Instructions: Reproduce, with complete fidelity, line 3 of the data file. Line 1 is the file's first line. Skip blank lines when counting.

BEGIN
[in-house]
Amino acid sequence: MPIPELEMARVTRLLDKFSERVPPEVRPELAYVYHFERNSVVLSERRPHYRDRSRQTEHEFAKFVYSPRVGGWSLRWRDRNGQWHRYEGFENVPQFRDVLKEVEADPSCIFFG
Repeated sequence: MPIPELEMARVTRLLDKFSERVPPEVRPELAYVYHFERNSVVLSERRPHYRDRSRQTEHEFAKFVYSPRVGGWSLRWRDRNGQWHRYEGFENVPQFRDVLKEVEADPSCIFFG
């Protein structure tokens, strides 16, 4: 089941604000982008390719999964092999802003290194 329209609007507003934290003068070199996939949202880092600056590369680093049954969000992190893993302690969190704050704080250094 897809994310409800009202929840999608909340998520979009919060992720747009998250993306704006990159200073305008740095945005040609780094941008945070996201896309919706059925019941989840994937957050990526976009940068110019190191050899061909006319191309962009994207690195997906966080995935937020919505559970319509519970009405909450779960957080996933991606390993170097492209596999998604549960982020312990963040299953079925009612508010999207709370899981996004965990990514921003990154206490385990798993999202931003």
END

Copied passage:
Repeated sequence: MPIPELEMARVTRLLDKFSERVPPEVRPELAYVYHFERNSVVLSERRPHYRDRSRQTEHEFAKFVYSPRVGGWSLRWRDRNGQWHRYEGFENVPQFRDVLKEVEADPSCIFFG